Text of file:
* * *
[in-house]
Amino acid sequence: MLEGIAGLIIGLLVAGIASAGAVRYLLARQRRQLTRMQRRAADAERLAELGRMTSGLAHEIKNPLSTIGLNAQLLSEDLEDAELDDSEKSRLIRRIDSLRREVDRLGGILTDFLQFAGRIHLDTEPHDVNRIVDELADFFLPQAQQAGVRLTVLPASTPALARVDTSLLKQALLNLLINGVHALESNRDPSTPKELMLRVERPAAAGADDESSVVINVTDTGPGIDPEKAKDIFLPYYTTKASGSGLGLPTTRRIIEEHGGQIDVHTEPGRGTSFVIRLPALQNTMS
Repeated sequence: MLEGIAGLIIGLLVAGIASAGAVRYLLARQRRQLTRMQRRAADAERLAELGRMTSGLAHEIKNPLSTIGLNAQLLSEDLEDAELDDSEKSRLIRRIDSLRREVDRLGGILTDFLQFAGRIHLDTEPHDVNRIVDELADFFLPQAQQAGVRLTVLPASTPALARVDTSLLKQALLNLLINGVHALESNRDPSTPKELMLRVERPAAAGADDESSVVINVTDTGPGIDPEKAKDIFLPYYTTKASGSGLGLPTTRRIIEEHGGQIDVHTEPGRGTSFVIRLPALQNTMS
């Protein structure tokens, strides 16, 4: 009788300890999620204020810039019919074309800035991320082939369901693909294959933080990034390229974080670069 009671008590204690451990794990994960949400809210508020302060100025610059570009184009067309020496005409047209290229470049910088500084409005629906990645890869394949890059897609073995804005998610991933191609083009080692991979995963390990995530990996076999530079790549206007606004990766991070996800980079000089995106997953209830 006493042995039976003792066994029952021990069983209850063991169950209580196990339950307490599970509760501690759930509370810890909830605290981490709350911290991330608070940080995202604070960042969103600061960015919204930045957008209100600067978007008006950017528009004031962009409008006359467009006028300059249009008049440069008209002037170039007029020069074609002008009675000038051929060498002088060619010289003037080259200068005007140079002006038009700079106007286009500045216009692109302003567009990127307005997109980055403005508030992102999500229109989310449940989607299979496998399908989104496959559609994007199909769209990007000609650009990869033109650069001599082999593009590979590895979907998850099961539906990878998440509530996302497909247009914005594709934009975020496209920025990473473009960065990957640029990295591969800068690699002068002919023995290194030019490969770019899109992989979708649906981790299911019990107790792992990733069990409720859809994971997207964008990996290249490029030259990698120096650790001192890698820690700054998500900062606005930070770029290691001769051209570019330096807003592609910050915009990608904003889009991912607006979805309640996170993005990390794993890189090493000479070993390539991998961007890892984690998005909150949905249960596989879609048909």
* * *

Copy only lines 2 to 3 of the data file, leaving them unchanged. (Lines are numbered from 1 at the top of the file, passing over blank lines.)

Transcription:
Amino acid sequence: MLEGIAGLIIGLLVAGIASAGAVRYLLARQRRQLTRMQRRAADAERLAELGRMTSGLAHEIKNPLSTIGLNAQLLSEDLEDAELDDSEKSRLIRRIDSLRREVDRLGGILTDFLQFAGRIHLDTEPHDVNRIVDELADFFLPQAQQAGVRLTVLPASTPALARVDTSLLKQALLNLLINGVHALESNRDPSTPKELMLRVERPAAAGADDESSVVINVTDTGPGIDPEKAKDIFLPYYTTKASGSGLGLPTTRRIIEEHGGQIDVHTEPGRGTSFVIRLPALQNTMS
Repeated sequence: MLEGIAGLIIGLLVAGIASAGAVRYLLARQRRQLTRMQRRAADAERLAELGRMTSGLAHEIKNPLSTIGLNAQLLSEDLEDAELDDSEKSRLIRRIDSLRREVDRLGGILTDFLQFAGRIHLDTEPHDVNRIVDELADFFLPQAQQAGVRLTVLPASTPALARVDTSLLKQALLNLLINGVHALESNRDPSTPKELMLRVERPAAAGADDESSVVINVTDTGPGIDPEKAKDIFLPYYTTKASGSGLGLPTTRRIIEEHGGQIDVHTEPGRGTSFVIRLPALQNTMS